Reach: We wanted an album that was reflective of our collective musical tastes. Jazz, R&B, soul, rap. We hoped we could mix all of that up and come away with something soulful, funky, and melodic. It’s a really cohesive record as a result.

Present: How would you describe your vocal style?

I’m an “in pocket” emcee. I try to lend something to the track rather than stand over it. A lot of artists call it “riding the beat.” I want to find my place in the melody and live there. I see my voice as just another instrument that has to mesh with the other sounds in the track.

Present: You’ve opened for national acts including The Roots, Big Daddy Kane, Trek Life, Abyss (HBO Def Jam Poet), Sound Tribe Sector 9, Pharcyde, Blackalicious, and Soulive. What have you learned from other artists in the industry that you want to emulate or avoid in your career?

Reach: The artists I’ve worked with all say the same things. And it’s mostly related to staying on top of your business. Seizing control of business matters and being involved in business that affects you. They taught me never to accept short change. Oddisee, an emcee/producer, gave me lots of advice. He gave me new angles on how significant touring can be to an artist’s career. Overall, they gave me a foundation and solid principles to build with.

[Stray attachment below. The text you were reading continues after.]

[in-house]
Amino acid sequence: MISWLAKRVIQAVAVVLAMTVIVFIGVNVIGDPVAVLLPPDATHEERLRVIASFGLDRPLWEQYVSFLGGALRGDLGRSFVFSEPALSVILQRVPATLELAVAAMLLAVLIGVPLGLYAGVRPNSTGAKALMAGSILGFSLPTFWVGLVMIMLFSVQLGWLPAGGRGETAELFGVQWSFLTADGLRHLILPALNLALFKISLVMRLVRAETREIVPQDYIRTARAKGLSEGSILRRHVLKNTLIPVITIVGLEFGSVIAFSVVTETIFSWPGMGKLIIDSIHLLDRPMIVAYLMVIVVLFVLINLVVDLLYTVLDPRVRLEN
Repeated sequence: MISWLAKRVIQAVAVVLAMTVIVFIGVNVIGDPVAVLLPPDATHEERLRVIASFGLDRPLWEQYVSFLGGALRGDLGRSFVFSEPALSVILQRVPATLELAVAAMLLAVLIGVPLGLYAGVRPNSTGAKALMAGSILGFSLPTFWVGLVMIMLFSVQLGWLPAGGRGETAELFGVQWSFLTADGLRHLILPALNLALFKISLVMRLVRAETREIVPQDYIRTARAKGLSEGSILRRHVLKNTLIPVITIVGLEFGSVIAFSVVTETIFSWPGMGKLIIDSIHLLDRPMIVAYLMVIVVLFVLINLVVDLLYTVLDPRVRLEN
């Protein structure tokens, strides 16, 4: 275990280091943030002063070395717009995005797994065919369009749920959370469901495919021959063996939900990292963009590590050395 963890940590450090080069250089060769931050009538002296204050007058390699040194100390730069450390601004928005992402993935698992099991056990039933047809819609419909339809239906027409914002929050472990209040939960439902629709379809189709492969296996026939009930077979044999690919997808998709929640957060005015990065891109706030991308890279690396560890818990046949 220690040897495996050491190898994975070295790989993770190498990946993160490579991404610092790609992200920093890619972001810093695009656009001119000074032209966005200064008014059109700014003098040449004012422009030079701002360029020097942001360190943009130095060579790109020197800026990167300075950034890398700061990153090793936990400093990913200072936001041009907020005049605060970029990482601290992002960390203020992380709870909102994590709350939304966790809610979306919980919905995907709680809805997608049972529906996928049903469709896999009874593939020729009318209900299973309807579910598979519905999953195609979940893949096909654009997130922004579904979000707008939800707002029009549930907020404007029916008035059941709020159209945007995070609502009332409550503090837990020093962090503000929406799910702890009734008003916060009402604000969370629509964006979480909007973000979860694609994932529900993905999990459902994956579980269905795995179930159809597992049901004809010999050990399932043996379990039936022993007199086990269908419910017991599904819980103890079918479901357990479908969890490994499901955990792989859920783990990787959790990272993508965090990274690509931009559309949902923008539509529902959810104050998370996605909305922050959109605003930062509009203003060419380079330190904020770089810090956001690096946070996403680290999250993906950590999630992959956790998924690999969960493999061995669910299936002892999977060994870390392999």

Present: Tell us about “Dance in the Rain.”

Reach: I wish I could say something poetic about the song. Basically, it’s just a song that speaks to the experiences of black women in my life. From the hardship associated with single motherhood, to difficulty fitting inside of Euro-centric standards of beauty, to the bumps and bruises of dating and romance. I guess the song was born out of the many nights I spent listening to women who were struggling with those issues. The concept of the song is applicable for women of all ethnicities, but I had the black woman in mind when I wrote it. I was raised by women so they’re dear to my heart and I wanted to do something that dealt with what they often go through.

Present: Let’s dig into your background more. Tell us about Stacy Smith as a person. How would you describe yourself as a person? Are there any life experiences that definitively helped to shape who you are?

Reach: I’m a regular guy I suppose. A bit on the nerdy side, but cool. Ha ha. Spiritual, fair, compassionate, kind, loving, free-spirited. I think my exposure to music in the early stages of my life made me who I am today. I’m driven by it. Inspired by it. Made of it. If I ever went deaf, death would be right around the corner for me.